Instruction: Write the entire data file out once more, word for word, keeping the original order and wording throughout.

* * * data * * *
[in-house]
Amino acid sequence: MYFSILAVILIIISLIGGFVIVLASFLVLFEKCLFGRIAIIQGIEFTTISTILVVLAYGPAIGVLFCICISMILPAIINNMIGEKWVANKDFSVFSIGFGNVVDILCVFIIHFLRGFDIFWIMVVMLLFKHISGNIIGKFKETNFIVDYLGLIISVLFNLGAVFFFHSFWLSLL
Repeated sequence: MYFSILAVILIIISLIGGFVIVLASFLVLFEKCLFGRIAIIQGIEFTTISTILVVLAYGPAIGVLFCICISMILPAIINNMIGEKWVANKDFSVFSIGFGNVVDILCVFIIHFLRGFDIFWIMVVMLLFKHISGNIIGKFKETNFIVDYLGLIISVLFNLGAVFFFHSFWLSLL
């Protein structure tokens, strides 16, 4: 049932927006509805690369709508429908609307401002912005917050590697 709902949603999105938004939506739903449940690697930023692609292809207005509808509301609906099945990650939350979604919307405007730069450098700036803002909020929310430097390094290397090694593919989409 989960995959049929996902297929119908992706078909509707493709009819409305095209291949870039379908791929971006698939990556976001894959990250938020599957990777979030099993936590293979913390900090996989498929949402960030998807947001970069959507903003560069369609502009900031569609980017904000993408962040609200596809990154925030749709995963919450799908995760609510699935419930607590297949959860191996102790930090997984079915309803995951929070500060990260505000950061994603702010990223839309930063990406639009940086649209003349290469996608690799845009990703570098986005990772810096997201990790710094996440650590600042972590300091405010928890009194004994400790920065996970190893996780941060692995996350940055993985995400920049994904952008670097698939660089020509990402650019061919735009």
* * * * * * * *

[in-house]
Amino acid sequence: MYFSILAVILIIISLIGGFVIVLASFLVLFEKCLFGRIAIIQGIEFTTISTILVVLAYGPAIGVLFCICISMILPAIINNMIGEKWVANKDFSVFSIGFGNVVDILCVFIIHFLRGFDIFWIMVVMLLFKHISGNIIGKFKETNFIVDYLGLIISVLFNLGAVFFFHSFWLSLL
Repeated sequence: MYFSILAVILIIISLIGGFVIVLASFLVLFEKCLFGRIAIIQGIEFTTISTILVVLAYGPAIGVLFCICISMILPAIINNMIGEKWVANKDFSVFSIGFGNVVDILCVFIIHFLRGFDIFWIMVVMLLFKHISGNIIGKFKETNFIVDYLGLIISVLFNLGAVFFFHSFWLSLL
């Protein structure tokens, strides 16, 4: 049932927006509805690369709508429908609307401002912005917050590697 709902949603999105938004939506739903449940690697930023692609292809207005509808509301609906099945990650939350979604919307405007730069450098700036803002909020929310430097390094290397090694593919989409 989960995959049929996902297929119908992706078909509707493709009819409305095209291949870039379908791929971006698939990556976001894959990250938020599957990777979030099993936590293979913390900090996989498929949402960030998807947001970069959507903003560069369609502009900031569609980017904000993408962040609200596809990154925030749709995963919450799908995760609510699935419930607590297949959860191996102790930090997984079915309803995951929070500060990260505000950061994603702010990223839309930063990406639009940086649209003349290469996608690799845009990703570098986005990772810096997201990790710094996440650590600042972590300091405010928890009194004994400790920065996970190893996780941060692995996350940055993985995400920049994904952008670097698939660089020509990402650019061919735009």